What is equitable distribution and how does it apply in a divorce case?
Equitable distribution is a fancy term to describe the division of assets and debts in a divorce. And what it means is that a court will require the parties to fairly—and that’s what equitably means—divide their assets and debts between them. There’s a whole series of factors that we look at in evaluating what fair means in your particular circumstances.
Does equitable distribution mean that assets are divided 50/50 in New Jersey?
No. There’s no case or statute or law that requires assets to be equitably distributed or divided 50/50. Many times they are divided 50/50 because it’s a long-term marriage and both parties contributed equally to the creation of the marital wealth, if you will. When there’s a homemaker spouse or a dependent spouse, just because they stayed home and took care of the kids and home while you worked doesn’t mean that they would get less because their contribution to the marriage is deemed to be just as valuable as an income provider.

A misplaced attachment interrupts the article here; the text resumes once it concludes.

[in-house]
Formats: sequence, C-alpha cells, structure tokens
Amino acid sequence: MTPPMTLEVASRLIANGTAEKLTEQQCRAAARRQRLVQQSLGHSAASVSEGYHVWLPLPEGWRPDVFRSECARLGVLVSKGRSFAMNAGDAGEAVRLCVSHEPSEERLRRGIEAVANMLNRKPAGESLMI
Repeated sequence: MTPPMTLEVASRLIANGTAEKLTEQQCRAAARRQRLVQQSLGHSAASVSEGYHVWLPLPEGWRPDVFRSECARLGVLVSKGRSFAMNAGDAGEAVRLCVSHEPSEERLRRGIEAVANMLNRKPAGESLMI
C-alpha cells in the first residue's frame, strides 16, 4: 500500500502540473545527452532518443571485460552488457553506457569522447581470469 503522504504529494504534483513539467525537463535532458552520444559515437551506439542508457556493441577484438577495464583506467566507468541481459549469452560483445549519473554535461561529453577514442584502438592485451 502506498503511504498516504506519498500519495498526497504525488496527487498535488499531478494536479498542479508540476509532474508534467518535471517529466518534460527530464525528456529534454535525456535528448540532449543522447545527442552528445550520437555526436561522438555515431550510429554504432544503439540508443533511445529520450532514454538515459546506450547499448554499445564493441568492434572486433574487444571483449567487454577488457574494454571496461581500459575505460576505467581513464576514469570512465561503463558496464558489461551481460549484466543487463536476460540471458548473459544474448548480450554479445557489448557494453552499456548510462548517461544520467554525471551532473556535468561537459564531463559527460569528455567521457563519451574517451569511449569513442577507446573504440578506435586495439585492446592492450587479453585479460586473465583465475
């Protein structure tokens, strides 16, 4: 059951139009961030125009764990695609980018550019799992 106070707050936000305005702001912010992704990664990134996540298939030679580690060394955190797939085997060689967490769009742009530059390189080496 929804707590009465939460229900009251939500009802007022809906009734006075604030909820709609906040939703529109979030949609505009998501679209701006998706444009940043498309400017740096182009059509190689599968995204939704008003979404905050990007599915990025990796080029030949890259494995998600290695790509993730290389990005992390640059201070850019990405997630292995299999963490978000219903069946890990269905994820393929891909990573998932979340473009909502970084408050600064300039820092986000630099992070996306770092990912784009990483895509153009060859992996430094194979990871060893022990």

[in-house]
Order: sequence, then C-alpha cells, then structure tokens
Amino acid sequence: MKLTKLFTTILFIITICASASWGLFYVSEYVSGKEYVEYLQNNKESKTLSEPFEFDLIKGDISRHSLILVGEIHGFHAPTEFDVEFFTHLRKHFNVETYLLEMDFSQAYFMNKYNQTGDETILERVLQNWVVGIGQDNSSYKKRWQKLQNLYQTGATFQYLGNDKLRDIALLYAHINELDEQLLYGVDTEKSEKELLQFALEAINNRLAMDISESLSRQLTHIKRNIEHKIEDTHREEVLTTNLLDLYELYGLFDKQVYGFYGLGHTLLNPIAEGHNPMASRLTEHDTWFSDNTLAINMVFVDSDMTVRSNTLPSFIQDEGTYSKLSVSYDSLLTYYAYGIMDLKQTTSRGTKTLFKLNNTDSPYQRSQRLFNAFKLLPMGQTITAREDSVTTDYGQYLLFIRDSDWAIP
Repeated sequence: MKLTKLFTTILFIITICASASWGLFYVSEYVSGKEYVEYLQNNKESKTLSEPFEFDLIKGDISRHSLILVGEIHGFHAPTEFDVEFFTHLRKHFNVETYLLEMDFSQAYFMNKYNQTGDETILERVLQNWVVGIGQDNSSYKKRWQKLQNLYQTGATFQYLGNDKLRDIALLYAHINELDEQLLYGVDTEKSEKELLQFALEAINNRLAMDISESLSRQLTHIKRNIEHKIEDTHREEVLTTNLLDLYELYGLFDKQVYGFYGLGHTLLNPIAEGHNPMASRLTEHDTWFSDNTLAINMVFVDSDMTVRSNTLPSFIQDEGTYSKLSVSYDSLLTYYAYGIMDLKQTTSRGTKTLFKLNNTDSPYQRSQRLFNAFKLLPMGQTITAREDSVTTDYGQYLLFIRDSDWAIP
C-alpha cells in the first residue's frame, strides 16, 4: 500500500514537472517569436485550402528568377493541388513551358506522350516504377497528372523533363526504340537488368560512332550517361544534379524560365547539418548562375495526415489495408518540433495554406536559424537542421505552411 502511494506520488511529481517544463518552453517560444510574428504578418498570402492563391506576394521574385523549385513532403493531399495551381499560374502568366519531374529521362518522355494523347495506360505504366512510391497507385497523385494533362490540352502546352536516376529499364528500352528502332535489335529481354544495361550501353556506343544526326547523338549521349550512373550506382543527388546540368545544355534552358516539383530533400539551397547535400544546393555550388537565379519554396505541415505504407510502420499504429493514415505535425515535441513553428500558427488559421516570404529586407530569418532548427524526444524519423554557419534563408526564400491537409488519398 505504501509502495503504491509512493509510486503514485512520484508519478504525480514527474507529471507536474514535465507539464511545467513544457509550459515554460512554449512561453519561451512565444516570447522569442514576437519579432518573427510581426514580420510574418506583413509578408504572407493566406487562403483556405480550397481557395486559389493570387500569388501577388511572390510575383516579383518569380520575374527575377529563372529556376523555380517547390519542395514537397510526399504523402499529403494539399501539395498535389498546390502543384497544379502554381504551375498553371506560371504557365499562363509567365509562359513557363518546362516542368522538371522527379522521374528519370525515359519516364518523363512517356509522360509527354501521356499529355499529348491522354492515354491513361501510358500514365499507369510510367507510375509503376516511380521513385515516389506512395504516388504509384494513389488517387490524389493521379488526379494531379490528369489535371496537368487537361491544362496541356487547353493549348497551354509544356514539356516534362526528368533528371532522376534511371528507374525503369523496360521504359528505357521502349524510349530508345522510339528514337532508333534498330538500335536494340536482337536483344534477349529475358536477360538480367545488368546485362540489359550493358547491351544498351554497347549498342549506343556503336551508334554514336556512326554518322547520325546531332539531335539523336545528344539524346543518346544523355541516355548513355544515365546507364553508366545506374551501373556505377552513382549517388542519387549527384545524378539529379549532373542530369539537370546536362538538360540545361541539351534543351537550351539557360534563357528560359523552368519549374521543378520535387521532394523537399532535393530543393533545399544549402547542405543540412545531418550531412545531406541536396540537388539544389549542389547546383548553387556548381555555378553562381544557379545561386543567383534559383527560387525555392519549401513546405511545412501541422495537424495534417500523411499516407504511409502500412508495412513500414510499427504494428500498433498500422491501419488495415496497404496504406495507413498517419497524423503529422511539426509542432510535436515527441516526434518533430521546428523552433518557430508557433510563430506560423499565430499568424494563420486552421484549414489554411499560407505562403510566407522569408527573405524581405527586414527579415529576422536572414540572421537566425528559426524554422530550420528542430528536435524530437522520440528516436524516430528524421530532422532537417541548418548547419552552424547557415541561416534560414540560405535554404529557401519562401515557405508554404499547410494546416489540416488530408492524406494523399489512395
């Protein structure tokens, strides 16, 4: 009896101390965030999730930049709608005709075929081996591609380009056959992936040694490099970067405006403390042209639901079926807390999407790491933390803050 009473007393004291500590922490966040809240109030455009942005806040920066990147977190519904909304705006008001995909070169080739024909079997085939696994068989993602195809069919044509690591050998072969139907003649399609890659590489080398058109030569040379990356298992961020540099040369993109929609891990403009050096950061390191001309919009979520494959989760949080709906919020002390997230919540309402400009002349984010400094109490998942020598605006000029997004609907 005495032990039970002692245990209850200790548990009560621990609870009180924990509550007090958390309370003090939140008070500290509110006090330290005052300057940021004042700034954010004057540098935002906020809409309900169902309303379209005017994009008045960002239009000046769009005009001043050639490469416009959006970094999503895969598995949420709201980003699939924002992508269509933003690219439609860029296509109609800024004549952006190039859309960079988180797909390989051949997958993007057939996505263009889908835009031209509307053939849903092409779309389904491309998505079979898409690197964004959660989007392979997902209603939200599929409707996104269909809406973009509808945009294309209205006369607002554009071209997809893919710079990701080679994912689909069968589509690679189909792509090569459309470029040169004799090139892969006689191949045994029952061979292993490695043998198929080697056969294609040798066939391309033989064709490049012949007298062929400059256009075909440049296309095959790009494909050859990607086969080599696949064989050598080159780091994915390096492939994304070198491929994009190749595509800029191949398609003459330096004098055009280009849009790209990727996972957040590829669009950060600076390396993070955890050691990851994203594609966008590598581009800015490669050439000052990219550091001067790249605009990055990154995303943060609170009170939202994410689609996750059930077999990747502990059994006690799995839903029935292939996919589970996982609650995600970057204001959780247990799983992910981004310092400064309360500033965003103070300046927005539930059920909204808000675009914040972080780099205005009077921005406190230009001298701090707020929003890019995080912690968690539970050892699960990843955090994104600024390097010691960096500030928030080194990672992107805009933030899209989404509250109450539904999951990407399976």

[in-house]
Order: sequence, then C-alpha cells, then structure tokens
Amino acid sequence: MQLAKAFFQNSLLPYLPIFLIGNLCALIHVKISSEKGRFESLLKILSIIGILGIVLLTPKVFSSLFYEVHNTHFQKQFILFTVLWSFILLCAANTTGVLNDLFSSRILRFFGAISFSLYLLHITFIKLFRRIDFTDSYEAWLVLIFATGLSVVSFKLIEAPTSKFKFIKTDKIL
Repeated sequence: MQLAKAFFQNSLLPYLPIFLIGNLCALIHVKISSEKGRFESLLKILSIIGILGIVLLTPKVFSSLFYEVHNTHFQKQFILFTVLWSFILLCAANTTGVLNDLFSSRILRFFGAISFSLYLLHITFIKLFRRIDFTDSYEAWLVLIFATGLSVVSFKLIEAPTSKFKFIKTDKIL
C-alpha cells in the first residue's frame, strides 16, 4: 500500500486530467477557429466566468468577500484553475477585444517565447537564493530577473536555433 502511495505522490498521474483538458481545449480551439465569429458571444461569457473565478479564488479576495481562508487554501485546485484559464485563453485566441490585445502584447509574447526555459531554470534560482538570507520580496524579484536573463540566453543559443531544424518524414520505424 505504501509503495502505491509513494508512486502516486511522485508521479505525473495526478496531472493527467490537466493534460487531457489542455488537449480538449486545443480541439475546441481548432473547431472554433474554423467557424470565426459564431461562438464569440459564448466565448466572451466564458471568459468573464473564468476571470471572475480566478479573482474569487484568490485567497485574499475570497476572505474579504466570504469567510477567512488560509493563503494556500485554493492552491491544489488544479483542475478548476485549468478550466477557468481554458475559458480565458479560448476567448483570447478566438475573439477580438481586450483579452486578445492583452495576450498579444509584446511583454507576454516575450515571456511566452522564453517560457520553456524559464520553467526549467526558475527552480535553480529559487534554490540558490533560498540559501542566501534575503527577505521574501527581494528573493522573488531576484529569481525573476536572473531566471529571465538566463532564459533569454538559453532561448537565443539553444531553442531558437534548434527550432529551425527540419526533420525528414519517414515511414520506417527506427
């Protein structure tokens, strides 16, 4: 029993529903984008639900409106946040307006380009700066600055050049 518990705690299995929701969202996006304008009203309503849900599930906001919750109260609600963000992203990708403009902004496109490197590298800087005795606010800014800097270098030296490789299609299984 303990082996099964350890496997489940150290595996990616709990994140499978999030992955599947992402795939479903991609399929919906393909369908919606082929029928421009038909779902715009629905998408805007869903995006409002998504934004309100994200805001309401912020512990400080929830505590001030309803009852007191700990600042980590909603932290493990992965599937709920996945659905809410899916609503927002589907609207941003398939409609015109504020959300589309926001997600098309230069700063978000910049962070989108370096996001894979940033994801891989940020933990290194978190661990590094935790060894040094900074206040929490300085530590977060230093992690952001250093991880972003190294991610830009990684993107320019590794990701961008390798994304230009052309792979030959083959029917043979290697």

What if one spouse had an affair? Does that come into account when you’re figuring out who gets what in terms of the division of assets in a divorce?
New Jersey is a no-fault state, meaning that marital fault does not play a role. Marital fault, marital wrongdoing or immoral conduct in a marriage, except in the most egregious of circumstances—and it’s extremely rare—does not play any kind of role in the division of assets or in equitable distribution. So, the answer is, “No.” If your spouse has an affair, that doesn’t mean they get less. The only exception to that would be if your spouse who’s having an affair uses marital resources to engage in a relationship outside the marriage, then those resources need to be basically refunded to you or refunded back into the marital pot of assets so they can be equitably distributed.